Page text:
Why sustainable fashion needs a variety of fibres

Clothes are made from all kinds of fibres. Some come from plants, some are synthetic and others fall somewhere in between. It’s like a menu of ingredients we can choose from to make garments that are sustainable, comfortable and functional.

Natural vs. Synthetic

There’s a common myth that natural fibres are better for the environment because they are natural. But as with most things in life, it’s not that simple. Every fibre impacts the environment, whether it’s natural or synthetic. For example, conventional cotton needs a lot of water, wool uses a lot of land and traditional synthetics are made from fossil fuels. And all of them shed microfibres that persist in the environment, not just synthetics as widely believed.

Just like when you’re devising a recipe, you need to find a balance. Each fibre has its own qualities and for every piece of clothing we design at H&M Group, we make conscious decisions about which fibres we use based on environmental impact, durability, functionality, fit and recyclability. Because to be sustainable, clothing needs to be used more, last longer and not be thrown away.

Natural fibres
Natural fibres come from plants and animals, i.e. cotton, wool, silk, linen and bamboo.

Synthetic fibres
Synthetics are made from chemical compounds, i.e. polyester, elastane, polyamide and acrylic.

Regenerated cellulosic fibres
These are made from dissolved pulp, mainly produced from wood i.e. viscose, lyocell and modal.

Jeans – the ultimate wardrobe staple  

To explain, let’s start with a pair of jeans. These stalwarts of fashion have stood the test of time to become a wardrobe staple. Boyfriend, skinny, mom – there’s a fit and a style for everyone. Originally designed as workwear for miners, they were made of cotton because of its durability.

The problem is that pure cotton fabric is stiff. There’s no give and it can be scratchy against the skin. Imagine trying to pull on a pair of skinnies that don’t stretch. Adding just a couple of percent of elastane softens up the denim making it much more comfortable to put on and wear.

Socks – the wardrobe workhorse

Now let’s take a look at socks. If you live in a cold climate, you probably have a drawer full. We’ve got pairs for every occasion – sports, winter, work, non-slip, slipper and lots, lots more. Socks not only keep our feet at the right temperature but also cushion and protect our skin.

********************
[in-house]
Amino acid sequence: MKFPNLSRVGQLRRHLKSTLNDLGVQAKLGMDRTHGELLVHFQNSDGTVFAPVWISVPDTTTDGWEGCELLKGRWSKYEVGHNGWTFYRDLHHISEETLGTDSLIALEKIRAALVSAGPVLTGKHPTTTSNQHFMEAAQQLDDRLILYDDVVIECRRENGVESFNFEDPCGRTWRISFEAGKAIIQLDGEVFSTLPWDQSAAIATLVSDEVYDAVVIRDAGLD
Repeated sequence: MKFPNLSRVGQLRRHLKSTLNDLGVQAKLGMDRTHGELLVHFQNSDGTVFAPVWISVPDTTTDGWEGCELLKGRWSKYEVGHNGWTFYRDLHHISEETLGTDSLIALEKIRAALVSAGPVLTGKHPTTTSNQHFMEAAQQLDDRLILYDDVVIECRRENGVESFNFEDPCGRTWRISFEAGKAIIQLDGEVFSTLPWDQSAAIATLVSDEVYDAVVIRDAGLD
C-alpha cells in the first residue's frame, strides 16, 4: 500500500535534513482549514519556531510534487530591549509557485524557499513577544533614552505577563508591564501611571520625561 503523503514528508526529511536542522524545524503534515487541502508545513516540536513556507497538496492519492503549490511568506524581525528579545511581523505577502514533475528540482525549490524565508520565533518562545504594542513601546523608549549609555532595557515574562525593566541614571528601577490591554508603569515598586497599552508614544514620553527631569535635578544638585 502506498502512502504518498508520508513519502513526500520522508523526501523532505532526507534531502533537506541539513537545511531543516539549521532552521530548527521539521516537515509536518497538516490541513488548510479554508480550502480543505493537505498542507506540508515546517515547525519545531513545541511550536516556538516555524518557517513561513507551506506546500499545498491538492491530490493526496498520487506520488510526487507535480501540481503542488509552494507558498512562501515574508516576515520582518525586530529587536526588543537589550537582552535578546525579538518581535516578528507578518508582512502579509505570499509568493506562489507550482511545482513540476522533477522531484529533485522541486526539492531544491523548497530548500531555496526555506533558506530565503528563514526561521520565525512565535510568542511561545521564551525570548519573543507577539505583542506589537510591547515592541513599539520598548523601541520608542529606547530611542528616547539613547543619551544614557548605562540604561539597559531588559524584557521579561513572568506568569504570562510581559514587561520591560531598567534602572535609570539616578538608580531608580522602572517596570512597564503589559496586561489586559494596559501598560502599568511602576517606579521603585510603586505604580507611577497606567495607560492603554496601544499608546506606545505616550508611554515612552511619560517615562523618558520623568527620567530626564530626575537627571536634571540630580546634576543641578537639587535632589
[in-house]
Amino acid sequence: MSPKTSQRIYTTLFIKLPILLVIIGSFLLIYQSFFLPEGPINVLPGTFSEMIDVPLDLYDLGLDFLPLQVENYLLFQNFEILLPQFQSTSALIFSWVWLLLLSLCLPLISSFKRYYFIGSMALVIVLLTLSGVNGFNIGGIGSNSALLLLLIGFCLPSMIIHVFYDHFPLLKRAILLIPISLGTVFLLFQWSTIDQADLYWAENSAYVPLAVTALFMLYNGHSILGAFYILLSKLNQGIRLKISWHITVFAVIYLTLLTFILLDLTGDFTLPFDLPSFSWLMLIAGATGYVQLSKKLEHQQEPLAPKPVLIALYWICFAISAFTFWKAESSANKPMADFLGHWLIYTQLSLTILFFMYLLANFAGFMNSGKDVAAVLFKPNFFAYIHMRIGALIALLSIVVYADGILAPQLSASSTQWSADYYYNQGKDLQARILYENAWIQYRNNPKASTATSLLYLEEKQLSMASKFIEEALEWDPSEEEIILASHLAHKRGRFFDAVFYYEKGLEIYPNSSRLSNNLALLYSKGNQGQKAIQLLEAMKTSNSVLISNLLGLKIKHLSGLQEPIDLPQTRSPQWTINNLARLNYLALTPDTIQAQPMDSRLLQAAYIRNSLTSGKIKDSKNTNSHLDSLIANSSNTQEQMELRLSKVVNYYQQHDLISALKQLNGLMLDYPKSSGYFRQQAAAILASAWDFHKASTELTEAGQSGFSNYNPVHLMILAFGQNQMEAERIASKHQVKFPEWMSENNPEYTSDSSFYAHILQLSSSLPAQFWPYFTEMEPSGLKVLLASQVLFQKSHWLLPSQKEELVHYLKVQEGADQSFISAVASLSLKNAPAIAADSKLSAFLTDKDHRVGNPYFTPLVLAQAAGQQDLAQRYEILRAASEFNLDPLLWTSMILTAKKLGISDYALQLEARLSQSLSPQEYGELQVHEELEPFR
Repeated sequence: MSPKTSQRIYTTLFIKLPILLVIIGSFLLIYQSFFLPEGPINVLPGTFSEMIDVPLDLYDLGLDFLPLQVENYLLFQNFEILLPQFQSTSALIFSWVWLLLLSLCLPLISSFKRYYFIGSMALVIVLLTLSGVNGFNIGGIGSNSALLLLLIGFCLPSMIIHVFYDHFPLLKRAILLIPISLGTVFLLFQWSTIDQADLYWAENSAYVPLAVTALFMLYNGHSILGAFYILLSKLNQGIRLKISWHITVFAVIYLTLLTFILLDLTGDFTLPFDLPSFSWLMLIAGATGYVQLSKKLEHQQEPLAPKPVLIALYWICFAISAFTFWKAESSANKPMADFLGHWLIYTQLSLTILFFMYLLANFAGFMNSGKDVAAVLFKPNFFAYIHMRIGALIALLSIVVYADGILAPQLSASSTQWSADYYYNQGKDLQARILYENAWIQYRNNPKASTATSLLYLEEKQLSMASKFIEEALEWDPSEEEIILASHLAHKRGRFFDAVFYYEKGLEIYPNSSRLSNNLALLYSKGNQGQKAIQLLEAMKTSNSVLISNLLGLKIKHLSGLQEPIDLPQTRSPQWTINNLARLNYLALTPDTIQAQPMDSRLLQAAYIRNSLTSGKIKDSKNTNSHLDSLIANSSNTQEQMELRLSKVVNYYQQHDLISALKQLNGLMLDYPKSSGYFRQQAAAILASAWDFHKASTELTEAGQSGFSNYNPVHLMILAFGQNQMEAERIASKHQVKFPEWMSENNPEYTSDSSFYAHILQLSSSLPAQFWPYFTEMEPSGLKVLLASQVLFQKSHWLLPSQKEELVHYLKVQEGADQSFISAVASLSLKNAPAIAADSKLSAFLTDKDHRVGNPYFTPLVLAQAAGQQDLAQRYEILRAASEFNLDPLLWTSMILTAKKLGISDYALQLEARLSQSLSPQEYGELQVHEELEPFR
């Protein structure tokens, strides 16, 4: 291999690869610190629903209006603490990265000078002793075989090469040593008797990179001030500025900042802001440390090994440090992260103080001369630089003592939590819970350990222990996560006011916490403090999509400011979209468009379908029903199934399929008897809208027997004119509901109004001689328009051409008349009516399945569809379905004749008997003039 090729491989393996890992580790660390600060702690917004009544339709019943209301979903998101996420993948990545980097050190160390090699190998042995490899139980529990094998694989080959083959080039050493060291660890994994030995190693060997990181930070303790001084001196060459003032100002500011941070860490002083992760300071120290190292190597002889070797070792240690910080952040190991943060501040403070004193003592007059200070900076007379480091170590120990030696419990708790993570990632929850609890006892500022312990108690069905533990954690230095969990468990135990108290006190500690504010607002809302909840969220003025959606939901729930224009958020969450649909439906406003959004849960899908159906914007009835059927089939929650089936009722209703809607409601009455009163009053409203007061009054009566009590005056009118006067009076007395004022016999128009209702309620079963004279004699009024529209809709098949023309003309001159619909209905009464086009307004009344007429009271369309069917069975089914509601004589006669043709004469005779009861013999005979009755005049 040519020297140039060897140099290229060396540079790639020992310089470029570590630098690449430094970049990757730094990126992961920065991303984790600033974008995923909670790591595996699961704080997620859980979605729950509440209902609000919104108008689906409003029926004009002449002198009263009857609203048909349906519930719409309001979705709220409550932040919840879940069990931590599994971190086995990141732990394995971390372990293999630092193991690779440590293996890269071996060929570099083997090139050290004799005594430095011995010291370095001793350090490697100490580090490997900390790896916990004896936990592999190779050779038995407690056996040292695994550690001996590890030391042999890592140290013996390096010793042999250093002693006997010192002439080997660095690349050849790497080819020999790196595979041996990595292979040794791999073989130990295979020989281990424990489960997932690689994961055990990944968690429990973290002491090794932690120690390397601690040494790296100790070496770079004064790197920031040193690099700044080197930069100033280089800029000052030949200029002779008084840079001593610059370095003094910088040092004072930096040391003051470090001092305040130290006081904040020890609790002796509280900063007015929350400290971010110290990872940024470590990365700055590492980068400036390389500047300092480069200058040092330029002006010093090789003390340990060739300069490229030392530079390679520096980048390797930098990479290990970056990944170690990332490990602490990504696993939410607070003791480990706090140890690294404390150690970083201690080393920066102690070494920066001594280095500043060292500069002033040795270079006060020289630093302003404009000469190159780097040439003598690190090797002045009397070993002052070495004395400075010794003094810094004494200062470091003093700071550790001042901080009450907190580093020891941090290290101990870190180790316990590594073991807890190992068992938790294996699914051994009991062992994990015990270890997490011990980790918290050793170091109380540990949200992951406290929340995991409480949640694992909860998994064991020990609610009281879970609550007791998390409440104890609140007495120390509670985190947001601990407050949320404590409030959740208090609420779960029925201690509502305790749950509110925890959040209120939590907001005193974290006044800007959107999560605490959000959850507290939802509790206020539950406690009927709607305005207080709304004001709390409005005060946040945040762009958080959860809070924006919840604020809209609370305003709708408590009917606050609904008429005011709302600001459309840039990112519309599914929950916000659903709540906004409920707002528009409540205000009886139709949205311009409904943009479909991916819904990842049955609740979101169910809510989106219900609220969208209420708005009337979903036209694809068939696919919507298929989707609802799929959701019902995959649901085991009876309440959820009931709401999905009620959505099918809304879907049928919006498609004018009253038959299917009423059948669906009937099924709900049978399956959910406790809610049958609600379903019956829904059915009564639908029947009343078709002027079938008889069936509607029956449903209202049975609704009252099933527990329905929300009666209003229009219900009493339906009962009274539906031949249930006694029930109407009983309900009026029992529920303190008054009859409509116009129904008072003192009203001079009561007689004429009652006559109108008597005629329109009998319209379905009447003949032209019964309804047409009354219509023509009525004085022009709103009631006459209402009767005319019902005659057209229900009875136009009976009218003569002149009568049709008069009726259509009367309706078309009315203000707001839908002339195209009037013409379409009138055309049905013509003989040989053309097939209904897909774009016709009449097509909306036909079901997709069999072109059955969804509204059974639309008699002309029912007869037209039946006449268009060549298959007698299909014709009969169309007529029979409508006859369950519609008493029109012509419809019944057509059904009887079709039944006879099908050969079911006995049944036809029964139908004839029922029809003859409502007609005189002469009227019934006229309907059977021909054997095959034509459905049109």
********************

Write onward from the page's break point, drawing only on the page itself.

Single fibre socks like wool or cotton can be good for temperature regulation, but they wear quickly. Before long, your toes are peeking out one end and your heel the other. Combining natural fibres with a little synthetic makes a longer-lasting sock, leaving your feet fresh and covered up.

Sportswear – the functional wardrobe

Our final example is exercise clothing. Early sportswear was made from wool or cotton but when natural fibres get wet, they stay wet. And when you’re pounding the streets heading for a PB the last thing you want is cold fabric clinging to your body.

Synthetics outperform natural fibres for sportswear every time. Their unique qualities mean they wick away moisture so your sweat evaporates back into the air and you can concentrate on hitting that time.

Using a fibre mix

We need a mix of natural and synthetic fibres to create clothes that last and that people want to wear again and again. Because it’s not in the least bit sustainable if your socks get holes after three weeks or your jeans never get worn because they’re too tight around your middle.

Recycling mixed fibres

We know that mixed fibres are currently difficult, though not impossible, to recycle and retain good enough quality to be made into new fabrics. But rather than stop using them and make clothing that doesn’t meet our customers’ expectations, we are working with our partners and investing in new technologies to make this possible. Read about Looop and Green Machine, two ways we are recycling used clothing.

How we work with materials at H&M Group

At H&M Group, we’ve set ourselves the target to only use recycled or other sustainably sourced materials by 2030. To help us get there we have a whole team of people researching and sourcing the most environmentally and socially friendly fibres. Find out more about how we work with materials here.